I shouldn't need to install icedtea though, right? Shouldn't the java that's already installed work for me? How do I get Midori to "see" it?

  • FremFrem Registered User regular
    Denada wrote: »
    Technical question time! Should I post this in the linux thread instead?

    So I'm suddenly playing with an RP at work, trying to get this thing to display a web interface to our network management software. The pages we need use java, so I need the browser to work with java.

    I'm using the latest version of raspbian which comes with java out of the box, and java -version shows that it's running. However, Midori says it's missing a plugin when I try to load java content. I've tried installing icedtea but it's horrifically slow and never actually loads the applet.

    I shouldn't need to install icedtea though, right? Shouldn't the java that's already installed work for me? How do I get Midori to "see" it?

    The version of Oracle Java that runs on the Pi is the embedded version. It doesn't appear to come with a browser plugin, unfortunately.

  • MugsleyMugsley Registered User regular
    Necroing this for new development:

    RPi 4 announced (and available for order; shipping in July)

    2x microHDMI (word is this connector standard can be fragile) -- 1x 4K60, or 2x 4K30
    2x usb3.0 ( :+1: )
    2x usb2.0
    1x Gigabit Ethernet(!)
    Onboard wireless 802.11ac with 5GHz support
    Power via USB-C (PD)
    New chip: Broadcom BCM2711 (64 bit, ARMv8, 1.5 GHz)

    3A (15W) power supply

    1GB RAM - $35
    2 GB RAM - $45
    4 GB RAM - $55

    Initially, it was said these wouldn't be seeing the light of day for another year.

    If Windows on ARM was in a better spot, I'd seriously consider using something like this to build a PiTop for my mom. I wonder if they'll make a "B" version eventually, with better/different HDMI ports.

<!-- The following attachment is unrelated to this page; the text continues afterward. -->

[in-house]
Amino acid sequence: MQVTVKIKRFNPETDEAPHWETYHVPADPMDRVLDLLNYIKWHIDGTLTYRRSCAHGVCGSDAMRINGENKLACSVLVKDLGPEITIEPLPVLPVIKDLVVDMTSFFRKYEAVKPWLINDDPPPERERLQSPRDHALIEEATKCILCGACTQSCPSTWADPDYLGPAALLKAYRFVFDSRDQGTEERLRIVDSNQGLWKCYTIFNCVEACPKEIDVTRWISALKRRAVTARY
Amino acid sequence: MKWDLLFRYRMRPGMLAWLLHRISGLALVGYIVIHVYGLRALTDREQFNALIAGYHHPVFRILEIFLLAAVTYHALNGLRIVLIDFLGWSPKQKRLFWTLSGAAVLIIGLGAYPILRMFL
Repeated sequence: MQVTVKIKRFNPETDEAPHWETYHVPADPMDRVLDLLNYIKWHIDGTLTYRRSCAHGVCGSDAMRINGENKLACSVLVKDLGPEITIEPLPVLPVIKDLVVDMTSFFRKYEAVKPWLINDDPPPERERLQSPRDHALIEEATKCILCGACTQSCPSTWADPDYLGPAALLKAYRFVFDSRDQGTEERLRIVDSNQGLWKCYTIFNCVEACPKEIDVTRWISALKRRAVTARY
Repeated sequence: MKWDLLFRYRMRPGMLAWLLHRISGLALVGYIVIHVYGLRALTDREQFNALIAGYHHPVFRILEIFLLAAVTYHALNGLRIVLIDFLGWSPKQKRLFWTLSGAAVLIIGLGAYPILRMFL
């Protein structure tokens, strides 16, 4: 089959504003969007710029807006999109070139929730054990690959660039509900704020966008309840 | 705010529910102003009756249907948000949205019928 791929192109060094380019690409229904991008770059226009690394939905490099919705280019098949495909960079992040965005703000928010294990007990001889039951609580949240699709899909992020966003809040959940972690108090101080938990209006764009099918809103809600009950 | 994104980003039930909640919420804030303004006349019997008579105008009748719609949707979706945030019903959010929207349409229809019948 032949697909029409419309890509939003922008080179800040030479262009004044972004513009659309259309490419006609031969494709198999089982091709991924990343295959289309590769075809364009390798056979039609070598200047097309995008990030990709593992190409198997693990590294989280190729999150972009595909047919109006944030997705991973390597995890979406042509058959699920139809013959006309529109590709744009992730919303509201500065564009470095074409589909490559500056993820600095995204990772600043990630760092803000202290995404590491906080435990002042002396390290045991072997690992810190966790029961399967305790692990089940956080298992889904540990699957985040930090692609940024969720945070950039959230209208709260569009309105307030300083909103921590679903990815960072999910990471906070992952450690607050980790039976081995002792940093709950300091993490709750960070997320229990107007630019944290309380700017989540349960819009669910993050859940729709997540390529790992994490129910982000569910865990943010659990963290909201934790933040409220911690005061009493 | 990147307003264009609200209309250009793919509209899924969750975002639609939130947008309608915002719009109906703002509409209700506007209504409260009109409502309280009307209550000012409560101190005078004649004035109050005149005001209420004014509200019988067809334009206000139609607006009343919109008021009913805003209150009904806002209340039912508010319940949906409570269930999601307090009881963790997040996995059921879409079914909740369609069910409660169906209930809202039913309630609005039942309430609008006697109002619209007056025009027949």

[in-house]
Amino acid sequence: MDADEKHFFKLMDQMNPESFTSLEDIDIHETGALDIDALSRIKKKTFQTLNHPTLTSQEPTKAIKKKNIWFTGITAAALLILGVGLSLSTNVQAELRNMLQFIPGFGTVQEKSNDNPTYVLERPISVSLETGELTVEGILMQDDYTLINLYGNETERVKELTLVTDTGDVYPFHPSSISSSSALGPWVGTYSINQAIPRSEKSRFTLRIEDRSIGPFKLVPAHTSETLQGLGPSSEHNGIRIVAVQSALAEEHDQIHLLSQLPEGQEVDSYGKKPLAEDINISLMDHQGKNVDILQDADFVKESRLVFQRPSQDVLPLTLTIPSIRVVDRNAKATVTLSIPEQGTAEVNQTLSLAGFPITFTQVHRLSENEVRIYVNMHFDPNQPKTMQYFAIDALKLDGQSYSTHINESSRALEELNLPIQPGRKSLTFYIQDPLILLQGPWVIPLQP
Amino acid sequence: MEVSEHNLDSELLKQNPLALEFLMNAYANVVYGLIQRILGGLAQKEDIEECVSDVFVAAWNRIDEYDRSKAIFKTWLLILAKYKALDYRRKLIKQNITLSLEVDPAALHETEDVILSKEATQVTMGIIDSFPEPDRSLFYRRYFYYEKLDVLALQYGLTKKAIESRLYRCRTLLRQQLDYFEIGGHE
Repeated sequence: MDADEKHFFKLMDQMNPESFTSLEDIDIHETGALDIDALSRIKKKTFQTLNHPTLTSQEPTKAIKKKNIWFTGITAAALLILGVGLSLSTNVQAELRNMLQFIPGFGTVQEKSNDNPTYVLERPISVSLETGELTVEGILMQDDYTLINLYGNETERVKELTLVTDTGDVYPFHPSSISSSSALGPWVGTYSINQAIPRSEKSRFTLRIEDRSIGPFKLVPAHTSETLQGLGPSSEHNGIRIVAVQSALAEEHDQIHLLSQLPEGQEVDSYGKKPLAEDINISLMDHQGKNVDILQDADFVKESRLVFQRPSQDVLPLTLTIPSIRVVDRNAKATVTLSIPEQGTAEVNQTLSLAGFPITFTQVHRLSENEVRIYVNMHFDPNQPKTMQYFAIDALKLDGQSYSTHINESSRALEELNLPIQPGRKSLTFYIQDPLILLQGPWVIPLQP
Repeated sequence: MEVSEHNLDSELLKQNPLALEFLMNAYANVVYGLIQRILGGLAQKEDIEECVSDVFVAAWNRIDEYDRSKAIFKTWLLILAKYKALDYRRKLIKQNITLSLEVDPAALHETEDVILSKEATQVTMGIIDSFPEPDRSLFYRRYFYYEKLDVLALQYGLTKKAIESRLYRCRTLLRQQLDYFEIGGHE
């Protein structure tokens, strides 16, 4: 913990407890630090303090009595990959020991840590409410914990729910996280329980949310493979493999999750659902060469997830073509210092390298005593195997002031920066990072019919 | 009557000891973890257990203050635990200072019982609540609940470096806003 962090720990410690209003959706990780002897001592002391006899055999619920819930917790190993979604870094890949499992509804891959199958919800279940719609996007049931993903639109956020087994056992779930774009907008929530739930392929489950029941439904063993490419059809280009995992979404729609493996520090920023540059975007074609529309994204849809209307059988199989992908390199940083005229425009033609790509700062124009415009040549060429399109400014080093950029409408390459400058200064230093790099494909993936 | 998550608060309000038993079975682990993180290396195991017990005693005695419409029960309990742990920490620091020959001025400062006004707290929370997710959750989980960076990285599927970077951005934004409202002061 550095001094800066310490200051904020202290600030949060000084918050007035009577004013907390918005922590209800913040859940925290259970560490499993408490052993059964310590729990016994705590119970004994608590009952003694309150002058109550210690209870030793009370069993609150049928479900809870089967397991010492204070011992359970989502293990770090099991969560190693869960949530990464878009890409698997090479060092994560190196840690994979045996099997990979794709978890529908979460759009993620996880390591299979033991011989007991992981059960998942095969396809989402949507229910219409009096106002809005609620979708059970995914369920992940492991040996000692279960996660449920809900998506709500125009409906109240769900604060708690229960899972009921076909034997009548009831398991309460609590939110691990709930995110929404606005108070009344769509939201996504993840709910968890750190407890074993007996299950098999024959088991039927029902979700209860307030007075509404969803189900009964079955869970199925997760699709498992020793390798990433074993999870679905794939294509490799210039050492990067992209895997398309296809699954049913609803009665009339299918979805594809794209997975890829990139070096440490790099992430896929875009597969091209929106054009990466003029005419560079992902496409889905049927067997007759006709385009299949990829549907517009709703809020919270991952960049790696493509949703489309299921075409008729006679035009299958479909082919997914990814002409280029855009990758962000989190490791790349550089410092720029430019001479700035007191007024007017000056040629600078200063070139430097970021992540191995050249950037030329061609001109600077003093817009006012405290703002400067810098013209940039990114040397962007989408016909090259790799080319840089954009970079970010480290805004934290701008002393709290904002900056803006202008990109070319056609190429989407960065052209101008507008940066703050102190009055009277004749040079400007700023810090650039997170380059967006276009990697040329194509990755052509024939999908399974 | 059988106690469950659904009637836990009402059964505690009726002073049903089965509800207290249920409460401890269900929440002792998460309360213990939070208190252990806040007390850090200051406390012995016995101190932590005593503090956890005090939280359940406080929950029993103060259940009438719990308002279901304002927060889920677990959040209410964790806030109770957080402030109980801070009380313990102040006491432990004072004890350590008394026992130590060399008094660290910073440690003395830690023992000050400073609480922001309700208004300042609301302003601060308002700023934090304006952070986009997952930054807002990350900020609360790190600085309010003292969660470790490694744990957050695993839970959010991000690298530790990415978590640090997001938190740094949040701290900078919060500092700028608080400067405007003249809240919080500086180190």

bowena5ehrenTetraNitroCubaneJragghenxraydogShadowfireZilla360Jebus314
  • AridholAridhol Daddliest Catch Registered User regular
    Happy to see the extra ram and new chip but micro HDMI suuuuuucks.
    It breaks when you breathe on it or touch it.
    Maybe they've bulked it up for this but I doubt it.

  • JragghenJragghen Registered User regular
    The bit which makes me most potentially curious in picking one up is the hardware support for h.265. The one I was tinkering with to try to make a cheap front-end for a media server choked on some of those files.

  • DarkewolfeDarkewolfe Registered User regular
    Literally a week after I bought a 3 to flesh out a cluster zzzz.

    What is this I don't even.
  • MugsleyMugsley Registered User regular
    Kyle at BitWit used one as a proof of concept for an entertainment PC on a plane. It worked quite well but he ultimately ended up switching to NUCs so .

    I don't think this announcement would change his decision, but this update makes a potential game system with, say, WiNE, at least a possibility

  • ShadowfireShadowfire Vermont, in the middle of nowhereRegistered User regular
    Darkewolfe wrote: »
    Literally a week after I bought a 3 to flesh out a cluster zzzz.

    We thank you for your sacrifice.

    WiiU: Windrunner ; Guild Wars 2: Shadowfire.3940 ; PSN: Bradcopter
    MichaelLC
  • DarkewolfeDarkewolfe Registered User regular
    Mugsley wrote: »
    Kyle at BitWit used one as a proof of concept for an entertainment PC on a plane. It worked quite well but he ultimately ended up switching to NUCs so .

    I don't think this announcement would change his decision, but this update makes a potential game system with, say, WiNE, at least a possibility

    There's absolutely no reason not to go with a NUC other than sheer geekery, really.

    What is this I don't even.
  • chrishallett83chrishallett83 Hi! Registered User regular
    Is there a way to hook a graphics card up to a Pi, at all?

  • bowenbowen How you doin'? Registered User regular
    Is there a way to hook a graphics card up to a Pi, at all?

    there are usb video cards technically, but I don't think they'd fare much better than the onboard one in whatever you're probably hoping to attempt

    Ladies.
    KetBra
  • EchoEcho Moderator mod
    Nice spec bump, shitty micro-HDMI aside. Might upgrade my main Pi server that runs some services to the 4-gig one.

    Echo wrote: »